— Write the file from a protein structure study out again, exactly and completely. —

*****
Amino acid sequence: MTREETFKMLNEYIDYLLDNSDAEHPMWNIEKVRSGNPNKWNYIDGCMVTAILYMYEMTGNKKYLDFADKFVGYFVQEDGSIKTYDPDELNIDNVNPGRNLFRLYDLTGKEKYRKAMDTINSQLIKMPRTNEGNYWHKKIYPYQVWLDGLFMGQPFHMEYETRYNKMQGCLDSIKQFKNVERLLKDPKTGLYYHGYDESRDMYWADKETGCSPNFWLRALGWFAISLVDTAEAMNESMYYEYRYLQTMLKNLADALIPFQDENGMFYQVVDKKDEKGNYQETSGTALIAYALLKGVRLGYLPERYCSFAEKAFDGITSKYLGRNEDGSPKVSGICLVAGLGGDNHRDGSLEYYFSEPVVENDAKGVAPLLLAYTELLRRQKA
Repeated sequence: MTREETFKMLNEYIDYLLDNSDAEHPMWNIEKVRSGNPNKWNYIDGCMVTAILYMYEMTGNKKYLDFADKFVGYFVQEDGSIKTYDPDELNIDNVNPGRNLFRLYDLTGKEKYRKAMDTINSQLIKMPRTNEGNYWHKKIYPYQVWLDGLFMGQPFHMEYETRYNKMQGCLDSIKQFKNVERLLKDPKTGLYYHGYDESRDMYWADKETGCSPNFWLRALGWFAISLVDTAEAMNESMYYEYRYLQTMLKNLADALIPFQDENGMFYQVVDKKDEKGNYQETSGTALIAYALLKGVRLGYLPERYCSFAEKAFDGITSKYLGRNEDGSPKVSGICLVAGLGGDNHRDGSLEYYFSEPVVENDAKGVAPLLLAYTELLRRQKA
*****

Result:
Amino acid sequence: MTREETFKMLNEYIDYLLDNSDAEHPMWNIEKVRSGNPNKWNYIDGCMVTAILYMYEMTGNKKYLDFADKFVGYFVQEDGSIKTYDPDELNIDNVNPGRNLFRLYDLTGKEKYRKAMDTINSQLIKMPRTNEGNYWHKKIYPYQVWLDGLFMGQPFHMEYETRYNKMQGCLDSIKQFKNVERLLKDPKTGLYYHGYDESRDMYWADKETGCSPNFWLRALGWFAISLVDTAEAMNESMYYEYRYLQTMLKNLADALIPFQDENGMFYQVVDKKDEKGNYQETSGTALIAYALLKGVRLGYLPERYCSFAEKAFDGITSKYLGRNEDGSPKVSGICLVAGLGGDNHRDGSLEYYFSEPVVENDAKGVAPLLLAYTELLRRQKA
Repeated sequence: MTREETFKMLNEYIDYLLDNSDAEHPMWNIEKVRSGNPNKWNYIDGCMVTAILYMYEMTGNKKYLDFADKFVGYFVQEDGSIKTYDPDELNIDNVNPGRNLFRLYDLTGKEKYRKAMDTINSQLIKMPRTNEGNYWHKKIYPYQVWLDGLFMGQPFHMEYETRYNKMQGCLDSIKQFKNVERLLKDPKTGLYYHGYDESRDMYWADKETGCSPNFWLRALGWFAISLVDTAEAMNESMYYEYRYLQTMLKNLADALIPFQDENGMFYQVVDKKDEKGNYQETSGTALIAYALLKGVRLGYLPERYCSFAEKAFDGITSKYLGRNEDGSPKVSGICLVAGLGGDNHRDGSLEYYFSEPVVENDAKGVAPLLLAYTELLRRQKA